A leak in the BalticConnector pipeline, which transits natural gas between Finland and Estonia is now suspected to be an act of sabotage by Finnish authorities. The leak, which shut down the pipeline on Sunday, could have only been caused by a hole in the piping, which is unlikely to have occurred as a result of wear and tear, as the line has been operational for less than four years. It will take several months to repair the line, and could inspire greater concerns regarding further pipeline disruptions in Northern Europe.
Finland, which will now rely more heavily on LNG shipments, may find it harder to source liquefied product, considering two Australian LNG platforms are resuming a strike that began in September and gas output from Israel is being strangled by renewed attacks on the nation from Hamas. Much of Israel’s gas goes to Egypt, where it is shipped to international markets, including Europe, as LNG.
Related ETFs: United States Natural Gas Fund, LP (UNG), Energy Select Sector SPDR Fund (XLE)
A leak in the BalticConnector natural gas pipeline, which spans about 77km, crossing the Gulf of Finland between Finland and Estonia, is now being investigated as an act of sabotage. An irregular drop in pressure was discovered on Sunday, which led to the assumption that a leak had occurred. A subsequent shutdown of gas flow in the pipe followed. Though there was no initial indication that an explosion or some other seismic external force had caused the leak, as was the case with the Nord Stream pipelines that were sabotaged in 2022, this leak “does not appear to be an accident“. That is according to sources cited by Finland’s national public broadcasting company, YLE, which further reports that Finland’s National Bureau of Investigation (NBI) said it would make an announcement about the case on Tuesday, but suddenly cancelled the event without explanation.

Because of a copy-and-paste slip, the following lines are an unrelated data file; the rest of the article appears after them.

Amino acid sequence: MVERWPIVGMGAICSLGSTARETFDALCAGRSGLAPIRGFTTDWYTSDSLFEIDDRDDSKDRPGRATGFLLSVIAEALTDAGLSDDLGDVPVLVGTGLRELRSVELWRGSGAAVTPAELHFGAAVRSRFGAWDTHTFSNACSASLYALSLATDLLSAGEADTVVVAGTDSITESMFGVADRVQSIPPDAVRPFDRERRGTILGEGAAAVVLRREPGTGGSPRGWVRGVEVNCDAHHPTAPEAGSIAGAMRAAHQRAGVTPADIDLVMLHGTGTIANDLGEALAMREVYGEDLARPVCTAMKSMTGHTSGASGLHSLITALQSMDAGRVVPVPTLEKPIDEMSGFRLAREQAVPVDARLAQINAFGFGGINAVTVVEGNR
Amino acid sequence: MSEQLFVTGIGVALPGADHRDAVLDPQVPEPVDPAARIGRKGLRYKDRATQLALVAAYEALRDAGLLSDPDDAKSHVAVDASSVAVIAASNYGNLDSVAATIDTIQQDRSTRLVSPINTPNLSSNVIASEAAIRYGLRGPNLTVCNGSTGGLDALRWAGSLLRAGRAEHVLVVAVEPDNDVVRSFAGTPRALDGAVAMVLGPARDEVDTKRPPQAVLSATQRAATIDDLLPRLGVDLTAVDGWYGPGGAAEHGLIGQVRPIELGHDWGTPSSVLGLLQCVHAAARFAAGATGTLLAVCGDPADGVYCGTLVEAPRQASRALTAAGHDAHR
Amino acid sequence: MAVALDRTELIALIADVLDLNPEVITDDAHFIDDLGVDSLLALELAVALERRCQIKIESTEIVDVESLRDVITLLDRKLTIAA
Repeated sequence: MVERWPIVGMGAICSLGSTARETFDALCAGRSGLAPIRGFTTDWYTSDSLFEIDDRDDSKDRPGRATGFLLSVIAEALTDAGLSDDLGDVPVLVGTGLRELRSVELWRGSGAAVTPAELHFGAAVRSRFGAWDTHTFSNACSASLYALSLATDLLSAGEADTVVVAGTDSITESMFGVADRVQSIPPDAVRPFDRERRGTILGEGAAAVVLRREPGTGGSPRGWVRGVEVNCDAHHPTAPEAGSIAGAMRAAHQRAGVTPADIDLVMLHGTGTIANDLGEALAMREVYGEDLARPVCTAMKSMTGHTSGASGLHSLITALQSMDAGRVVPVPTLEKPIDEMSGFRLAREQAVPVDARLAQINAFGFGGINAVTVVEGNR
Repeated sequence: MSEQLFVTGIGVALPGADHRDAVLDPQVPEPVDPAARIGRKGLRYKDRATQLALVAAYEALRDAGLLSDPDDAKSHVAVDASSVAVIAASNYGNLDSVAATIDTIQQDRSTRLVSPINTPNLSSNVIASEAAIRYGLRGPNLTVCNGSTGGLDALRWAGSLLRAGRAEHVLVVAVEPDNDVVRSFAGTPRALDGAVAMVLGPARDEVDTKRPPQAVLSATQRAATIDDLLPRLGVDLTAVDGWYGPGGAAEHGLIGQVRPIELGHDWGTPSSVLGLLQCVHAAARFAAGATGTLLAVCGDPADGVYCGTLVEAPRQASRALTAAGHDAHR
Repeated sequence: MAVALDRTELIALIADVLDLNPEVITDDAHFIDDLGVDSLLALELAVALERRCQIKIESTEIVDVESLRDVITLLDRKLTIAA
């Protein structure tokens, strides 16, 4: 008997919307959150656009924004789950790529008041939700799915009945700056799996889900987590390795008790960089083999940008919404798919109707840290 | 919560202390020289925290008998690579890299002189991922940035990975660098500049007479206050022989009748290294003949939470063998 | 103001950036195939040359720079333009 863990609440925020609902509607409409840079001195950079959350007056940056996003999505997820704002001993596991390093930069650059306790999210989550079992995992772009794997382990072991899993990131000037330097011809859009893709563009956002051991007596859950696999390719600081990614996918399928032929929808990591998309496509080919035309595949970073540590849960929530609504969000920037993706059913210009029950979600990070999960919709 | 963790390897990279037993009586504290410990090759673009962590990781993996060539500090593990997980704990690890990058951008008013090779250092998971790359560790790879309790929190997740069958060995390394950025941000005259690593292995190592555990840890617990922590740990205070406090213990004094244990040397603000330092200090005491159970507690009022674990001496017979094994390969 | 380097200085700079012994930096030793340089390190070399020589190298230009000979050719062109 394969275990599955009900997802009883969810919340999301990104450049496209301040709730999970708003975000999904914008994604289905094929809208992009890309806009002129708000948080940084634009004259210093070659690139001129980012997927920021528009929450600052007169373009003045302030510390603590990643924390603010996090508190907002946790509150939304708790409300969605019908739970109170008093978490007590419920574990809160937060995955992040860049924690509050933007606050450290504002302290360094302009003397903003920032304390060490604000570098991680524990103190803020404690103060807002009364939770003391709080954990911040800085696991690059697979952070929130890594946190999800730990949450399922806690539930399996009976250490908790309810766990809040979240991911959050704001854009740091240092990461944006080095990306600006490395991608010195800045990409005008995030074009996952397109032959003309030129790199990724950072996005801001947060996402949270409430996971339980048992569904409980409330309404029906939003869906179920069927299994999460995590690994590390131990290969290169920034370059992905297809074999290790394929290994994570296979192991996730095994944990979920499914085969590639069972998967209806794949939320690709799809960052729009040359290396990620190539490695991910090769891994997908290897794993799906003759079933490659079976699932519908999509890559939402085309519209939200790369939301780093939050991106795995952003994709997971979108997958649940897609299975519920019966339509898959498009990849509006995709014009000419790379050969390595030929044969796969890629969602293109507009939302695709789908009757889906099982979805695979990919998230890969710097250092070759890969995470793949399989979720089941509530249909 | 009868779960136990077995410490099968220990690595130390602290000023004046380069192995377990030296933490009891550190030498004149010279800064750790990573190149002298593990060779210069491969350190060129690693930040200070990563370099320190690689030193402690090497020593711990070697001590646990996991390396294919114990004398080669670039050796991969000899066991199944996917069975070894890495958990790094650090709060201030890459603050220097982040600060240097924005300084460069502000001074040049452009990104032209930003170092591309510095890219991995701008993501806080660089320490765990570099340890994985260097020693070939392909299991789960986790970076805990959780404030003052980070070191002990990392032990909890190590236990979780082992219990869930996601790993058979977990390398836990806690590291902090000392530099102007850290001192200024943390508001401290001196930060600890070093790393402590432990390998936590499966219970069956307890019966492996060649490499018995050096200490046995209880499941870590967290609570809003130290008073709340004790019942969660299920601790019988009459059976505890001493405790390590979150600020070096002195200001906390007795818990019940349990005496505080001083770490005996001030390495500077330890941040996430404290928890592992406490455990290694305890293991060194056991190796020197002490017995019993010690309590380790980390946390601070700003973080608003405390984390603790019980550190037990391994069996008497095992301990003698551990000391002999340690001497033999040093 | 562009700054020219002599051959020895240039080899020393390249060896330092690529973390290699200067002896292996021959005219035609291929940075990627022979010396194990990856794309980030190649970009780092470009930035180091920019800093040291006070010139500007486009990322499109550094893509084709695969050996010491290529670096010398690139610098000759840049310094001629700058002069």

Further reporting from Bloomberg seemed to confirm YLE’s story, stating that the ongoing probe into the leak is “proceeding on the assumption that it was a deliberate act of destruction”. Commissioned in 2019, the BalticConnector has served as the only gas import channel to Finland, apart from LNG, since Russian imports were halted in May 2022. Around that time, Russia had…
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